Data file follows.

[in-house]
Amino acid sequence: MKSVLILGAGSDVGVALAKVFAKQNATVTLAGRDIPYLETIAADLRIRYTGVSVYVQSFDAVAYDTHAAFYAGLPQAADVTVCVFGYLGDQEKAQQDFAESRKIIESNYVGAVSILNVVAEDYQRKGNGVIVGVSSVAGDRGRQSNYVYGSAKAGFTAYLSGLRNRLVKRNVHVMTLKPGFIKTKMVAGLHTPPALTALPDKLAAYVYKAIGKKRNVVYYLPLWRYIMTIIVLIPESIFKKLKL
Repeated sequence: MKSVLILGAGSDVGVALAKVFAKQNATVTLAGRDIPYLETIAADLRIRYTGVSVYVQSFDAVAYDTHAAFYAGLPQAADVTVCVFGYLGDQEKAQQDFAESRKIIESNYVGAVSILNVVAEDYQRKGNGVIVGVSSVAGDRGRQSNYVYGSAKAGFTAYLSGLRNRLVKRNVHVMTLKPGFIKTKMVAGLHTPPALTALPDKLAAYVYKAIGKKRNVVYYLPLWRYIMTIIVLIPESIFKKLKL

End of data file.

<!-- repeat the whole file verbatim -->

[in-house]
Amino acid sequence: MKSVLILGAGSDVGVALAKVFAKQNATVTLAGRDIPYLETIAADLRIRYTGVSVYVQSFDAVAYDTHAAFYAGLPQAADVTVCVFGYLGDQEKAQQDFAESRKIIESNYVGAVSILNVVAEDYQRKGNGVIVGVSSVAGDRGRQSNYVYGSAKAGFTAYLSGLRNRLVKRNVHVMTLKPGFIKTKMVAGLHTPPALTALPDKLAAYVYKAIGKKRNVVYYLPLWRYIMTIIVLIPESIFKKLKL
Repeated sequence: MKSVLILGAGSDVGVALAKVFAKQNATVTLAGRDIPYLETIAADLRIRYTGVSVYVQSFDAVAYDTHAAFYAGLPQAADVTVCVFGYLGDQEKAQQDFAESRKIIESNYVGAVSILNVVAEDYQRKGNGVIVGVSSVAGDRGRQSNYVYGSAKAGFTAYLSGLRNRLVKRNVHVMTLKPGFIKTKMVAGLHTPPALTALPDKLAAYVYKAIGKKRNVVYYLPLWRYIMTIIVLIPESIFKKLKL